John Wick, the ‘new’ Keanu Reeves film, took ages to cross the Pond. After sitting through it, it’s a shame it bothered making the trip.
Released in October 2014, UK cinemagoers finally get a chance to see what America raved about.
I was curious myself, especially as it was such a generic title for a revenge thriller.
Reeves plays the eponymous hero, a man in mourning following the death of his wife.
To his amazement, after she passes, a package arrives on Wick’s doorstep. It turns out to be the cutest puppy seen in an action film for many a moon.
However, when Wick incurs the wrath of Russian gangsters (including Game of Thrones’ Alfie Allen) at a gas station, he lives to pay the price when they break into his house, kill the dog and beat him up.
We soon discover Wick is a man with a special set of skills. Taking a sledgehammer to his concrete basement floor, he unearths a box full of guns and small arms.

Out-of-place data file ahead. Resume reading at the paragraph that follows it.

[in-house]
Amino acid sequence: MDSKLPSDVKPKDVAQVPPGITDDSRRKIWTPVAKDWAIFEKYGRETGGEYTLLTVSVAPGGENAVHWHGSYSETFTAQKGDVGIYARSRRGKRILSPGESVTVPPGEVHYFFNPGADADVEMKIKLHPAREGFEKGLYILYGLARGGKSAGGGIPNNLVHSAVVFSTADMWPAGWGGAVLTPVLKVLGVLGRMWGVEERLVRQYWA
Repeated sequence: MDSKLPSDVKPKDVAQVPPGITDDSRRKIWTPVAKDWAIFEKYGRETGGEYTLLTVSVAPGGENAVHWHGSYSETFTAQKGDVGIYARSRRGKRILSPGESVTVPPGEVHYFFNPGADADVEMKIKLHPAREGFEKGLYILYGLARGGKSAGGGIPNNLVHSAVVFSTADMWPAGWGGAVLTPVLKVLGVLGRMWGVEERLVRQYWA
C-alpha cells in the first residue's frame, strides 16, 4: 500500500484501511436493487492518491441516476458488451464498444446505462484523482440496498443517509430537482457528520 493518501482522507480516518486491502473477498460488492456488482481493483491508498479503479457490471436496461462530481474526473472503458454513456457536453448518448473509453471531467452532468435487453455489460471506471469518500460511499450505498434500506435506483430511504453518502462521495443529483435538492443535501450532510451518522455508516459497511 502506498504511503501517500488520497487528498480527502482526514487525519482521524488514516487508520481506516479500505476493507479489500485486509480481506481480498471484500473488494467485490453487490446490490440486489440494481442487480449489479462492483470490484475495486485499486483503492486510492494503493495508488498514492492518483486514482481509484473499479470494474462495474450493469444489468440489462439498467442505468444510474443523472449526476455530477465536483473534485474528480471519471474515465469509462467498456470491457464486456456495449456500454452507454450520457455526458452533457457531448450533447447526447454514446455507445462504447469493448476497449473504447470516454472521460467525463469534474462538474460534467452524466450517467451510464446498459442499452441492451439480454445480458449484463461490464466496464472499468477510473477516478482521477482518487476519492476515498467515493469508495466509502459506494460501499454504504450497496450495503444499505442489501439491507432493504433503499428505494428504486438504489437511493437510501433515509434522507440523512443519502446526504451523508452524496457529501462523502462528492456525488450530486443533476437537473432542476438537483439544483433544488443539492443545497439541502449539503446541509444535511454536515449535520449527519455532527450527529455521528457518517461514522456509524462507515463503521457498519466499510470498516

The rest of the film seems like a relentless killing spree as Wick dispatches every bad guy that enters the frame.
The movie starts out to be a promising revenge thriller, and when that dog arrives it’s hard not to sympathise with our grieving hero.
Alas, as he sets out on a trail of revenge, credibility goes out of the window. Shooting people to a techno soundtrack might be your cup of tea, but for me it underlined how morally bankrupt this movie was.
Not even the ever-reliable Ian McShane could rescue it from a cesspit of despair.
Yes, it might borrow heavily from eastern cinema classics such as City on Fire, but transplanted to the US, it just came across as crass and unoriginal.
It probably says a lot that the US Apple Store is screening it for 99 cents at the time of writing. If you happen to be in the States and rent it, you might feel short changed, even at that price.